• Last Updated:
  • May 11th, 2019 4:24 pm
[OP]
Newbie
Nov 6, 2011
39 posts

Income from business

My wife and I are starting a new small business in publishing. I'll be doing the majority of the work, but we're hoping to give her the majority of the income from it. Is this doable?
4 replies
Deal Guru
User avatar
Mar 23, 2008
11850 posts
8119 upvotes
Edmonton
HespelerRick wrote: My wife and I are starting a new small business in publishing. I'll be doing the majority of the work, but we're hoping to give her the majority of the income from it. Is this doable?
Sure, until you get audited...

If things get out of whack to the point that the CRA thinks you’re income splitting, they can chose to “rebalance” things and penalize you for it. Up to you to decide if you’re at risk and whether it’s worth it.

For example, as an IT contractor, I can’t pay a spouse half my income if she’s not doing any relevant work for me. I can pay her to do my books, up to what would be reasonable to pay an actual accountant.

C
Sr. Member
Nov 12, 2014
917 posts
589 upvotes
Kingston, ON
HespelerRick wrote: My wife and I are starting a new small business in publishing. I'll be doing the majority of the work, but we're hoping to give her the majority of the income from it. Is this doable?
Can only pay her for the work she does - must be equal to what you'd pay a 3rd party to do the same work.
Deal Addict
Nov 17, 2012
3159 posts
2131 upvotes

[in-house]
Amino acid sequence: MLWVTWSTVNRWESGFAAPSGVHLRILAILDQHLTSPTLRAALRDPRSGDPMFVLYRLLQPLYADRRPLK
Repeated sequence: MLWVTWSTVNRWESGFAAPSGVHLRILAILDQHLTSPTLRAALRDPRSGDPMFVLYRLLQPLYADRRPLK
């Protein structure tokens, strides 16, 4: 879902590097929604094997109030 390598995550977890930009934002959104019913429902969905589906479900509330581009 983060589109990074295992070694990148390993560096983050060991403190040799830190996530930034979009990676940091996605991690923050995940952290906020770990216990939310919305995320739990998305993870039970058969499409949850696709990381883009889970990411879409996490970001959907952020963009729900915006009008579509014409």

Toronto
Dividends - unless you need the RRSP contribution room, CPP etc. You can pay whoever you want as much or as little as you want by issuing the right ratio of shares.
Deal Expert
User avatar
Aug 2, 2010
15193 posts
4924 upvotes
Here 'n There
torontotim wrote: Dividends - unless you need the RRSP contribution room, CPP etc. You can pay whoever you want as much or as little as you want by issuing the right ratio of shares.
True, but the OP has not stated that they are or will be incorporating and if they do then any dividends paid out of income taxed at the small business rate is are ineligible dividends and do not enjoy the favoured tax treatment. By the OP's first post it looks like they are trying to take advantage of the wife's lower tax bracket. Even at the higher tax rate on ineligible dividends it would still make sense paying her the majority of the dividends by having her own the majority of the share class that pays them.

So the next question is: How stable is your marriage?

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